The next track is 'With What I See', beginning softly with piano, acoustics and strings. The metal riffs take over drowning out the keys. It is a fairly standard metal song for the majority but it ends with an innovative passage of feedback and spacey synths, with waves crashing. This segues into 'Hunting is for Women' that opens with heartbeat drums. There is an odd time sig and very off kilter instrumentation. The vocals follow the melody that are more experimental ending with some weird sounds and a nice synth, but it is not one of my favourite songs on the album.
Next is 'Even In Heaven', and it is back to the metal guitars and keyboard runs. The tempo is slow paced for a while but it builds to a driving fast beat and crunching riff. This was welcome after a lot of slower material. Everything stops as the verses come in; 'life takes you by the helm, myself my soul you dwell, its yearning to see the light of day because of you.' The love song becomes a fast paced riffing head banger, with blazing guitar speed sweeps, and percussive blastbeats. The instrumental break is wonderful with mellotron style keys and an incredible breakneck speedy keyboard solo over heavy drums and guitar. The blitzkrieg lead guitar solos are also frenetic and well executed in this highlight of the album.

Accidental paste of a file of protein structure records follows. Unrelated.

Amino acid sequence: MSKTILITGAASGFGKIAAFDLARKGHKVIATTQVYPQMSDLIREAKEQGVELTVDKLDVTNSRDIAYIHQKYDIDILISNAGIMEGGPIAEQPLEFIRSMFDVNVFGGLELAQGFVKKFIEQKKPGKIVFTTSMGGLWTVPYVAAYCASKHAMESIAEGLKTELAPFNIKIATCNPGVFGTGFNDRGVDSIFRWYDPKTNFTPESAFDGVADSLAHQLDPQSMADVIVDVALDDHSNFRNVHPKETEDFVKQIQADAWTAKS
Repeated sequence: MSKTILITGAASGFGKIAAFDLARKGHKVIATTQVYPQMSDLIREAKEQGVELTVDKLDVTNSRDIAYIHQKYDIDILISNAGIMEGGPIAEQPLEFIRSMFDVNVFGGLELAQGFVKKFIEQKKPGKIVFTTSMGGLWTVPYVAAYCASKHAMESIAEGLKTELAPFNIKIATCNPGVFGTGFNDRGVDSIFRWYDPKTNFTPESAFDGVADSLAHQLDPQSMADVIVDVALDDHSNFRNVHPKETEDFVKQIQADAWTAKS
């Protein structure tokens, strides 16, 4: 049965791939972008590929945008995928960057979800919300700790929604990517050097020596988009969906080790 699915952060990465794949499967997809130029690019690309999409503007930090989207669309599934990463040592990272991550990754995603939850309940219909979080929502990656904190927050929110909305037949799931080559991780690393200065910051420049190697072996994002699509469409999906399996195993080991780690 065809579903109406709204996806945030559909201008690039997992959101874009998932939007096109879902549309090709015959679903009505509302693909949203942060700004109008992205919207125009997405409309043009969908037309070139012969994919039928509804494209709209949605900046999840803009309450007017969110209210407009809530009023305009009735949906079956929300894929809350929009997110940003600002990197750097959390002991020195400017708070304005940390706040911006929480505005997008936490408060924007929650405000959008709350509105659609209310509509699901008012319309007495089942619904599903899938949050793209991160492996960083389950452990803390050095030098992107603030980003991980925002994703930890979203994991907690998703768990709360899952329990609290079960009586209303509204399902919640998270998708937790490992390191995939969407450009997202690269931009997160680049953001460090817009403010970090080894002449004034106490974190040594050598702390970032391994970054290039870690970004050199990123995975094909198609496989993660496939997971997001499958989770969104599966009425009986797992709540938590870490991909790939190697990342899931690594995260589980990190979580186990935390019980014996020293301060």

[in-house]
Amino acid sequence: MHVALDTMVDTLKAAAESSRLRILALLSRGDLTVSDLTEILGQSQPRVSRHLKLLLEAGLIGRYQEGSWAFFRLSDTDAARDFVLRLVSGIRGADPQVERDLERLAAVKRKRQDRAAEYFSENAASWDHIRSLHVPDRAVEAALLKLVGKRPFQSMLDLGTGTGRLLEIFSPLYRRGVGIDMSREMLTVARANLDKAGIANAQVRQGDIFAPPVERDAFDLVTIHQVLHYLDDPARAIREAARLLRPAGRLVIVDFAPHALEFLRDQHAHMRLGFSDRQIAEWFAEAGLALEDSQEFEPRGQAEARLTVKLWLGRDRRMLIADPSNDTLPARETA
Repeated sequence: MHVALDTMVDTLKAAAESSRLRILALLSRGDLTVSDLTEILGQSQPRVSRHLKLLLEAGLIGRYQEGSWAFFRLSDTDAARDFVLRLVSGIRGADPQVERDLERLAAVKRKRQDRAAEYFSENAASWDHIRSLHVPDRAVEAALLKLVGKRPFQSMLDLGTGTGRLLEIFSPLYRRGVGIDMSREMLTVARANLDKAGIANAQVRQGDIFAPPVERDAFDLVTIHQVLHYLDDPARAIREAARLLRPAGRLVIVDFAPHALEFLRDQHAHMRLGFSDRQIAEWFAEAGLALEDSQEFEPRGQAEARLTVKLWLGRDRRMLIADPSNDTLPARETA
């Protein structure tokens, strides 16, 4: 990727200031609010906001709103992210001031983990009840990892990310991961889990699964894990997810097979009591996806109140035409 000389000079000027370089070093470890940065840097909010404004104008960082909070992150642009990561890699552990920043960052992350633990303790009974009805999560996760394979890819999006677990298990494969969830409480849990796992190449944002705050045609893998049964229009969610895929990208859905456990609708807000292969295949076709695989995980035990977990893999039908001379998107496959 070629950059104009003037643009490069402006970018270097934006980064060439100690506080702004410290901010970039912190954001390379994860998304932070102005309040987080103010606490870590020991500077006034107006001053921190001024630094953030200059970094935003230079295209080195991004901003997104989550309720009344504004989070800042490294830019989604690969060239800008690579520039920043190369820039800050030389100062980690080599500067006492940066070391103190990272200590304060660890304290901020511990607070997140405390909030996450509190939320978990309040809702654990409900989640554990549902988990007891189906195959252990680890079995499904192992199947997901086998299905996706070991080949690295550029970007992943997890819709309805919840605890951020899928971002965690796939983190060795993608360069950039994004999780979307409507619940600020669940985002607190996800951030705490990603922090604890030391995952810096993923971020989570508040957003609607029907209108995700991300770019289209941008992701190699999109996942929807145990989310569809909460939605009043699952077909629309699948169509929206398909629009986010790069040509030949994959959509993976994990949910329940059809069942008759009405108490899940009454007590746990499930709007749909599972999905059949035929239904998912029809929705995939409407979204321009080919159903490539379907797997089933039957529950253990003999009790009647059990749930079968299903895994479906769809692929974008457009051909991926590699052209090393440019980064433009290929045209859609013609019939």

'Conduit to the Sky' is a short track, less than three minutes, with creepy keyboards and choral angelic vocals. It is a transition piece leading to 'Haunting Me!', that rips along with metal riffing elegance and darker multi tracked vocals, with lyrics such as; 'death is not the end', 'nothing left to see', and 'is this all I'll be.' The choppy riff leads to a twin lead solo, and an ethereal section with effects and vocal intonations.
'Divine' finishes the album with an outstanding lengthy 13 minute epic. The metal riffing is predominant in the first section, with duel lead solos and a layer of keyboard pads. The vocals are again mixed well into the sound; 'Welcome home, I've been here, the walls are so reminiscent.' Later there is a blistering fret melting lead break that is one of the finest on the album. The keyboard solo is very much like Dream Theater and the song settles into a nice quiet acoustic passage with soft vocals at 7:40. A metal riff joins and another verse, similar to earlier. The vocals are high pitched and well sung, as another lead break cracks the sound. There are some death growls to follow that are unsettling after all the clean vocals. The clean vocals soon return though and the time sig changes into a moderate tempo. Jessica's voice is heard again and then a nice reverb guitar with spacey overtones. Reversed effects add to the strange atmosphere, and the song ends on this dark vibe.
This album is certainly an epic journey with incredible guitar and keyboards, as well as a strong bass and drum rhythm machine. The vocals are appropriate and overall this is an impressive debut from this Australian band. There is enough metal here to satiate the appetite and it is brimming over with symphonic and spacey embellishments. This comes highly recommended to the prog metal fan who does not like to be constantly bombarded with speedy riffs, over produced complexity or death growls. In fact this album has a sprinkling of these but focuses on haunting atmospheres, strong melodies and downright virtuoso arrangements.